Palimony Claim Is a Valid Estate Tax Deduction


The U.S. Court of Appeals for the Ninth Circuit reversed the U.S. District Court for the District of Nevada, saying a palimony claim could be a valid deduction from a taxable estate and that the district court had misconstrued Nevada law regarding contracts between cohabitating individuals.


Bernard Shapiro and Cora Jane Chenchark lived together for 22 years and never married. Chenchark provided homemaking services and Shapiro paid the living expenses, including a weekly allowance to Chenchark. Chenchark brought no assets to the relationship and did not work outside the home. Allegedly, Shapiro promised to take care of her for the rest of her life.


In 1999, after learning that Shapiro was involved with another woman, Chenchark filed a palimony suit in Nevada state court against Shapiro for approximately $5 million, alleging breach of contract and breach of fiduciary duty. Shapiro died in 2001 during the palimony suit. Shapiro’s will made provisions for Chenchark, but she was dissatisfied with the provisions and challenged the will. A jury found in favor of Shapiro’s estate in the palimony action, and the court granted the estate’s motion for summary judgment in the will contest. The parties later settled both actions for a total value of $1,012,641.


Shapiro’s estate had earlier filed the estate tax return and paid $10,602,238 in estate and generation-skipping taxes. In June 2003, the estate filed an amended estate tax return seeking a reduction of the taxable estate based on Chenchark’s claim. The IRS disallowed the reduction. In August 2006, the estate filed a suit in federal district court seeking a refund of $4,863,480.


The district court ruled in favor of the government’s summary judgment motion, stating no evidence existed that Chenchark ever contributed anything other than love, support and management of Shapiro’s household. The court looked at Western States Construction Inc. v. Michoff, 840 P.2d 1220 (Nev. 1992). In that case, Max and Lois Michoff cohabited and ran a business together. Lois changed her last name to Michoff, and Max held her out as his wife. The Nevada Supreme Court held that unmarried couples who cohabit have the same right as married couples to contract with each other regarding their property.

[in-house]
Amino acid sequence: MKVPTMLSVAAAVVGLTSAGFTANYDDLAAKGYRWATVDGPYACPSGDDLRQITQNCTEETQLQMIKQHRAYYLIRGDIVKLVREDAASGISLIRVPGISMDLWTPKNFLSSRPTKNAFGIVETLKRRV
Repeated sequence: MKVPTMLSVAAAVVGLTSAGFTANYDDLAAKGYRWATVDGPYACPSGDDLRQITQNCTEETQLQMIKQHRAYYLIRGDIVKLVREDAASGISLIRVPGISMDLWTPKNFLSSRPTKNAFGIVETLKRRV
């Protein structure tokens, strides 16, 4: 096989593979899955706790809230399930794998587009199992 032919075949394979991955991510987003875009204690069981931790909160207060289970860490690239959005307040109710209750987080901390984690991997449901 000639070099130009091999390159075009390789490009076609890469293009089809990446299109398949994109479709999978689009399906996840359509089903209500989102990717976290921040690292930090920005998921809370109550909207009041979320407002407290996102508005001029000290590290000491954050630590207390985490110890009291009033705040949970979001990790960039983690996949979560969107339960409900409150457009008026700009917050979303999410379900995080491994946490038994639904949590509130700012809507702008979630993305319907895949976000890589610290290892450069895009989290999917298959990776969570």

In contrast to Lois Michoff, the district court said, Chenchark did not provide sufficient consideration to support a contractual agreement, and thus there was no contract between her and Shapiro. The money she sought was a gift, not an enforceable obligation and therefore did not qualify as a deduction under section 2053.


The Court of Appeals for the Ninth Circuit found the district court’s conclusion erroneous because, it said, the Nevada Supreme Court in Western States Construction Inc. did not consider the type or amount of consideration necessary to support a contractual agreement. The Ninth Circuit also did not agree that Chenchark’s contribution to the relationship had no value to support an agreement. Her services could, as a matter of law and fact, have a value, it said, noting that Arizona and California have recognized homemaking services as sufficient consideration for a property-sharing agreement between cohabitants.


The Ninth Circuit reversed and remanded the case, instructing the district court to determine the value of Chenchark’s claim at the date of Shapiro’s death and the corresponding allowable estate tax deduction.


  Estate of Bernard Shapiro v. U.S. , docket no. 08-17491 (9th Cir. 2/22/2011)


By Gary Rider, J.D., clinical assistant professor of business law, and Darlene Pulliam, CPA, Ph.D., Regents Professor and McCray Professor of Business, both of the College of Business, West Texas A&M University, Canyon, Texas


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